Now, just to clarify things (and I’m sorry, but this is probably going to seem pretty complicated until it becomes clear), there are some people who will probably say the Advocate, the Advocate and the Weekly aren’t going anywhere. Those three papers — collectively, the New Mass. Media Group — are owned by the Hartford Courant, Hartford’s daily and paper of record (which is in turn owned by the long-flagging media giant the Tribune Corp.). The Courant has, for many years, published a weekly pull-out arts and lifestyle supplement called Cal. The New Mass. Media papers and Cal will henceforth be combined into one publication, to be called CTNow. This name reflects the longstanding domain, which had previously existed as a Courant­-owned, web-only entertainment publication. New Mass. Media editorial staffers will hold onto their jobs — they’ll just be folded in under the CTNow umbrella. There will be some kind of paper in the old Advocate/Weekly boxes. It’ll just have a different name.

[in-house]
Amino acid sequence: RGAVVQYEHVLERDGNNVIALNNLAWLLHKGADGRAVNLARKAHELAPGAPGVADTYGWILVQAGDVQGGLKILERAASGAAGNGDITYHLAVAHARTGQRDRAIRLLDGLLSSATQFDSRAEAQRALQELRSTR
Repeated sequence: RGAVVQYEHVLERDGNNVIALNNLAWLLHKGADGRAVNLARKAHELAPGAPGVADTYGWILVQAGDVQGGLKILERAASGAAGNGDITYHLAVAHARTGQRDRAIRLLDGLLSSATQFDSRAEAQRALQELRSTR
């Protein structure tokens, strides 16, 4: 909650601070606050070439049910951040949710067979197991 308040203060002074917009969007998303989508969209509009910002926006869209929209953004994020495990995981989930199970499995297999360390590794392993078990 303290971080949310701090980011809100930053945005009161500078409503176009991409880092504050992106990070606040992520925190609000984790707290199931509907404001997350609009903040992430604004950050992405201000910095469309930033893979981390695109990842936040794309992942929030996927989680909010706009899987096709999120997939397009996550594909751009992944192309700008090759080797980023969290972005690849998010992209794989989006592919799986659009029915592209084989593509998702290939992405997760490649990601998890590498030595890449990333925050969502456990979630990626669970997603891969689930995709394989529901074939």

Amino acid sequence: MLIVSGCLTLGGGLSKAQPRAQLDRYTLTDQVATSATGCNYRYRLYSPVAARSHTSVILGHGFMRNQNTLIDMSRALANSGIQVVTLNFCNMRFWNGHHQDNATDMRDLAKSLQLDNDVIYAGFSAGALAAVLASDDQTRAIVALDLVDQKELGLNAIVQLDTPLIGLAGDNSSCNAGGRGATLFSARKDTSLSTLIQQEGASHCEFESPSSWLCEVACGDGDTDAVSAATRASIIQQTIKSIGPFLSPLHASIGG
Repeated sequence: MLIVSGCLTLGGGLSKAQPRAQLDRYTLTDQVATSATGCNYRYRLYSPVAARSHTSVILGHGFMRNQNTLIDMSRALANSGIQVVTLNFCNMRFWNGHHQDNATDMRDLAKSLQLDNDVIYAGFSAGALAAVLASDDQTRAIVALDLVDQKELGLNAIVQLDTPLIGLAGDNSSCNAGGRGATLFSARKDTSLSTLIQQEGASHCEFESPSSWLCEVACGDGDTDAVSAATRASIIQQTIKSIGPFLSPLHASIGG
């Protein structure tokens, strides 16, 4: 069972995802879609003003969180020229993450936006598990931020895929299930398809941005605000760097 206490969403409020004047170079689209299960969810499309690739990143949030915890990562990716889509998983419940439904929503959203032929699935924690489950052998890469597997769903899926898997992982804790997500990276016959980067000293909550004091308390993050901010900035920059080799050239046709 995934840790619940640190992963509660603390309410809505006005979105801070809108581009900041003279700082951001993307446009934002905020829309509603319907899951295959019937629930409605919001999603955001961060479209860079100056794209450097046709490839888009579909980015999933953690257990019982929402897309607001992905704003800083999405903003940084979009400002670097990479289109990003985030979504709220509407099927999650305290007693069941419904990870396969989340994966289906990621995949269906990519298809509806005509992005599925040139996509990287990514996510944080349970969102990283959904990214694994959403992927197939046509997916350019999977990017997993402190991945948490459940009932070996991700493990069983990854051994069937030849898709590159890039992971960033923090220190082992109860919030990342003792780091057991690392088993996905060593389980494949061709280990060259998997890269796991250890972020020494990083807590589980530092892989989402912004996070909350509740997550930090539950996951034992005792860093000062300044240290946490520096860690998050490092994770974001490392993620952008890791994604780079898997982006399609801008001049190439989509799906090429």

It’ll also have a different mission. Former colleagues of mine at New Mass. Media have told me the higher-ups at the Courant have instructed them to refrain from cursing in print and from writing about “edgy” topics. Furthermore, the Courant’s description, in a recent memo to advertisers, of this whole rebranding project as a “strategic realignment of our suite of entertainment products” misses the point of alt-weeklies entirely: They are supposed to be news publications, not merely “entertainment products.” Look, even before everyone with an internet connection had the opportunity to publish anything at any hour of the day or night, alt-weeklies faced a particular challenge of timing. Dailies had the lock on breaking news. In order to be worth reading consistently, alt-weeklies expect that because they’ll be scooped more often they not, they have to go in-depth and provide valuable context, to illuminate the characters involved, to explain the back story and point to potential outcomes. Most local dailies can only really go into a similar amount of depth in their weekend editions, because their reporters each have to polish off a handful of quick news stories every day and can’t sprawl out and devote 1,200 words to one issue. And alt-weeklies are supposed to be loud, opinionated, profane, funny, comforting, irksome, turgid, terse — because that’s how we are as human beings. Daily papers are expected to behave more decorously, so someone needs to pick up the slack and join the conversation in the same tone as the people on the street. If you don’t have that, you don’t have an alt­-weekly. And if the Advocate/Weekly papers lose their “alt-” functionality and become mere “entertainment products,” then they are effectively done.